Education State of the States

Iowa

By Robert C. Johnston — January 19, 2005 1 min read
  • Save to favorites
  • Print

Gov. Tom Vilsack urged Iowa lawmakers and local school officials to take bold steps to improve education at the preschool and at high school levels in his annual Condition of the State Address.

Gov. Tom Vilsack

The second-term Democrat dedicated a significant portion of his Jan. 11 speech to backing the recommendations of the 38-member Iowa Learns Council, which for more than a year studied ways for Iowa to provide a “world-class and seamless educational learning opportunity for our children,” he said.

Among the panel’s ideas that the governor pledged to support in his forthcoming fiscal 2006 budget plan are expanding financial assistance to working parents for child care, creating a rating system for child-care facilities, and expanding access to preschool.

Read or watch Governor Vilsack’s 2005 Condition of the State Address. ()

“Most Iowans would be surprised to learn that less than 20 percent of our children have access to accredited quality preschool,” the governor declared.

At the other end of the K-12 education spectrum, Gov. Vilsack said the state should follow the panel’s recommendations to make the high school curriculum more rigorous, toughen graduation requirements, and tighten relationships between high schools and higher education.

Locally, he said communities with declining revenue and enrollments should consider sharing administrative staffs and consolidating school districts.

He pledged to offer incentive funding in his budget for such actions. “The time to make this commitment is now,” he said.

A version of this article appeared in the January 19, 2005 edition of Education Week

Events

This content is provided by our sponsor. It is not written by and does not necessarily reflect the views of Education Week's editorial staff.
Sponsor
Classroom Technology Webinar
Academic Integrity in the Age of Artificial Intelligence
As AI writing tools rapidly evolve, learn how to set standards and expectations for your students on their use.
Content provided by Turnitin
Recruitment & Retention Live Online Discussion A Seat at the Table: Chronic Teacher Shortage: Where Do We Go From Here?  
Join Peter DeWitt, Michael Fullan, and guests for expert insights into finding solutions for the teacher shortage.
This content is provided by our sponsor. It is not written by and does not necessarily reflect the views of Education Week's editorial staff.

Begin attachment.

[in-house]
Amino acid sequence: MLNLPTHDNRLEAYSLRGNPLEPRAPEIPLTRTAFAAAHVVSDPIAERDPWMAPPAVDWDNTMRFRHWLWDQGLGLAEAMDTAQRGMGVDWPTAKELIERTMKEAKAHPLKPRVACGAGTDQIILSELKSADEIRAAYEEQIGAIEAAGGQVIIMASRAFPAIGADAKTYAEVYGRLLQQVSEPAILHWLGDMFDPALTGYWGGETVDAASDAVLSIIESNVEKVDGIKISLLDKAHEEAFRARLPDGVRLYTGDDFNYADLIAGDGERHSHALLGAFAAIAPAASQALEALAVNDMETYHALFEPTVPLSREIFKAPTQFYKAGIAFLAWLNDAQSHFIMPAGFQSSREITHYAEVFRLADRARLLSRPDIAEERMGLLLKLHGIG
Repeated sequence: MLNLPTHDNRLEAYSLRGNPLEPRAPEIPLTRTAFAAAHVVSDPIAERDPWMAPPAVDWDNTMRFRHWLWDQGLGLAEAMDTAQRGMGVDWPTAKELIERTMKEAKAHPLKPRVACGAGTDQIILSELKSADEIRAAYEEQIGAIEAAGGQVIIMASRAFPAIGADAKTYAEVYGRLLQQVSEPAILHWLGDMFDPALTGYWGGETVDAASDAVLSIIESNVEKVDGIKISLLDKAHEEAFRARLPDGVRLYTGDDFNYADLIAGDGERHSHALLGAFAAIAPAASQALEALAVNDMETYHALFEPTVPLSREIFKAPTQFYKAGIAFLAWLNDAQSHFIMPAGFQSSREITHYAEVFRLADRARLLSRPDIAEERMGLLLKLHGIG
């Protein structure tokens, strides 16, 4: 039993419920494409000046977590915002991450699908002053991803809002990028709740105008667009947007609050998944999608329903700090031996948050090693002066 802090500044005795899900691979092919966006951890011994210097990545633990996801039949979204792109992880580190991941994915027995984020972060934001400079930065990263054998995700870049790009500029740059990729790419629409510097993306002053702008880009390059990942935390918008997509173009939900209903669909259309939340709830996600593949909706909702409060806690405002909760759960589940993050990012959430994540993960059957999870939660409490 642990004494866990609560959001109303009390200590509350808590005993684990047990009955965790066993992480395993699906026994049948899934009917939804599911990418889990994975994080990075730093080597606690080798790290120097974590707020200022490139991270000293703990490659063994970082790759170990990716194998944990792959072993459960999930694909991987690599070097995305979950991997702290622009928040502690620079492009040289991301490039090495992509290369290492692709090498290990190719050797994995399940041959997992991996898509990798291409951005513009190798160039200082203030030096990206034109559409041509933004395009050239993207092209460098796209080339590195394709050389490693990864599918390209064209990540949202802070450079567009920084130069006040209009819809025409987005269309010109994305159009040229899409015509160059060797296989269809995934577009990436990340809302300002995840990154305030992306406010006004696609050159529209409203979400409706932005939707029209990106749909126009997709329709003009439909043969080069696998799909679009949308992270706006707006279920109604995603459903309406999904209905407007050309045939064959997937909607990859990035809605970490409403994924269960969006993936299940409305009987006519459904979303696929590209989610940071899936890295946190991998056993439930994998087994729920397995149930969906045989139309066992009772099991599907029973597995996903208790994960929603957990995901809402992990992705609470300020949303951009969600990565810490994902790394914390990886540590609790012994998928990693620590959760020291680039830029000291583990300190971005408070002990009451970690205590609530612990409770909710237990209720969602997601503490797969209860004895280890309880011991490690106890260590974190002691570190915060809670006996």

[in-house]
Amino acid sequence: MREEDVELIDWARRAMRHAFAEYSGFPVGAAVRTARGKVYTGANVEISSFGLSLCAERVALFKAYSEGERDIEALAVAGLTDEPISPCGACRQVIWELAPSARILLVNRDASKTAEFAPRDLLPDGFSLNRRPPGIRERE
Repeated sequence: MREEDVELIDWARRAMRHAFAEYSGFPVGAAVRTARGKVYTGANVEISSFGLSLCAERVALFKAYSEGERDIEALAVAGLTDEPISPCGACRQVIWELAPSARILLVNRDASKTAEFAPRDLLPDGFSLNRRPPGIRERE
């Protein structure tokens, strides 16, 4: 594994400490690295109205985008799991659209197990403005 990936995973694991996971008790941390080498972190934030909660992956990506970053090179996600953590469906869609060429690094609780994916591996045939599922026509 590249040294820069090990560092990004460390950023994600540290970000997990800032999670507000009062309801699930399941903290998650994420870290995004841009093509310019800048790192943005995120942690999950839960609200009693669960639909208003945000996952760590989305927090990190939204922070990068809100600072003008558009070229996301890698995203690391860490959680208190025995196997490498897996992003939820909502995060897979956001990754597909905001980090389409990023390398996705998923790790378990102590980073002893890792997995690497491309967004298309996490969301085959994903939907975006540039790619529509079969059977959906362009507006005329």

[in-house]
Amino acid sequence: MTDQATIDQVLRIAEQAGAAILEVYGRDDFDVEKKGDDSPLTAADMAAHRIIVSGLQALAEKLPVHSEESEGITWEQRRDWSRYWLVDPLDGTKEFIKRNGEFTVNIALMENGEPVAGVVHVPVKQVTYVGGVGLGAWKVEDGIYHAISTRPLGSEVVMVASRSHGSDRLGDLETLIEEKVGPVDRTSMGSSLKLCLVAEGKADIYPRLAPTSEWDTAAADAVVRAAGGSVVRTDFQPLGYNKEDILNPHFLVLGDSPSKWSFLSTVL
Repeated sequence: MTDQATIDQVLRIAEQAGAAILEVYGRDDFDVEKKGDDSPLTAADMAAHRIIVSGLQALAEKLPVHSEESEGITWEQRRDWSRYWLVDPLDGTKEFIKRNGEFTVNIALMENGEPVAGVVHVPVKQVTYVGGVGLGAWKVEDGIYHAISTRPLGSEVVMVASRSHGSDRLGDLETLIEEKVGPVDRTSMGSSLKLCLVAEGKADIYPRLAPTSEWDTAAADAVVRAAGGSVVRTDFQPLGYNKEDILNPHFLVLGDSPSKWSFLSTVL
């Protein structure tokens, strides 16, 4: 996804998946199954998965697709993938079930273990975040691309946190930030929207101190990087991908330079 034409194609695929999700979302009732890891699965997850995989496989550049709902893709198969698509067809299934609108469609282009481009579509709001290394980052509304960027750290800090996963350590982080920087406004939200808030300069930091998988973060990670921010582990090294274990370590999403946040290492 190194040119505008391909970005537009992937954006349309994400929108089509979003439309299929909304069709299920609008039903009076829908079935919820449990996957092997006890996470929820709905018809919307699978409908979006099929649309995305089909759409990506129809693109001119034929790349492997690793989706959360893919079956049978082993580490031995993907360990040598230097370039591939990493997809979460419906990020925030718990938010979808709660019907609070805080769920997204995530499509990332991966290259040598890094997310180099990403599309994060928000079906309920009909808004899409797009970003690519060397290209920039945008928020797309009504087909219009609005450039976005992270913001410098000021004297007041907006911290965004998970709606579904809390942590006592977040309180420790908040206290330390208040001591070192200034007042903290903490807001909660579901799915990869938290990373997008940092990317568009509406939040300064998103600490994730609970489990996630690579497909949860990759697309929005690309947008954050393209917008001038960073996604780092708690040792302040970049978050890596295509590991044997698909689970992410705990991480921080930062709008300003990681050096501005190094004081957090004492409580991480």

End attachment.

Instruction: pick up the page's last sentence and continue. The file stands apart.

Sponsor
Reading & Literacy Webinar
The Science of Reading: Tools to Build Reading Proficiency
The Science of Reading has taken education by storm. Learn how Dr. Miranda Blount transformed literacy instruction in her state.
Content provided by hand2mind

EdWeek Top School Jobs

Teacher Jobs
Search over ten thousand teaching jobs nationwide — elementary, middle, high school and more.
View Jobs
Principal Jobs
Find hundreds of jobs for principals, assistant principals, and other school leadership roles.
View Jobs
Administrator Jobs
Over a thousand district-level jobs: superintendents, directors, more.
View Jobs
Support Staff Jobs
Search thousands of jobs, from paraprofessionals to counselors and more.
View Jobs

Read Next

Education Briefly Stated: January 18, 2023
Here's a look at some recent Education Week articles you may have missed.
8 min read
Education Letter to the Editor EdWeek's Most-Read Letters of 2022
Here are this year’s top five Letters to the Editor.
1 min read
Education Week opinion letters submissions
Gwen Keraval for Education Week
Education In Their Own Words Withstanding Trauma, Leading With Honesty, and More: The Education Stories That Stuck With Us
Our journalists highlight why stories on the impact of trauma on schooling and the fallout of the political discourse on race matter to the field.
4 min read
Kladys Castellón prays during a vigil for the victims of a mass shooting at Robb Elementary School in Uvalde, Texas, on Tuesday, May 24, 2022.
Kladys Castellón prays during a vigil for the victims of a mass shooting at Robb Elementary School.
Billy Calzada/The San Antonio Express-News via AP
Education In Their Own Words Masking, Miscarriages, and Mental Health: The Education Stories That Stuck With Us
Our reporters share the stories they wrote that rose above the fray—and why.
5 min read
Crystal Curtis and her son, Jordan Curtis, outside their home in Plano, Texas. Crystal, a healthcare professional whose son attends school in Plano talks about the challenges of ensuring quality schooling, her discomfort with the state and district’s rollback of mandatory masking, and the complications of raising a Black child in a suburban district as policies shift.
Crystal Curtis and her son, Jordan Curtis, outside their home in Plano, Texas. Crystal, a healthcare professional whose son attends school in Plano talks about the challenges of ensuring quality schooling, her discomfort with the state and district’s rollback of mandatory masking, and the complications of raising a Black child in a suburban district as policies shift.
Allison V. Smith for Education Week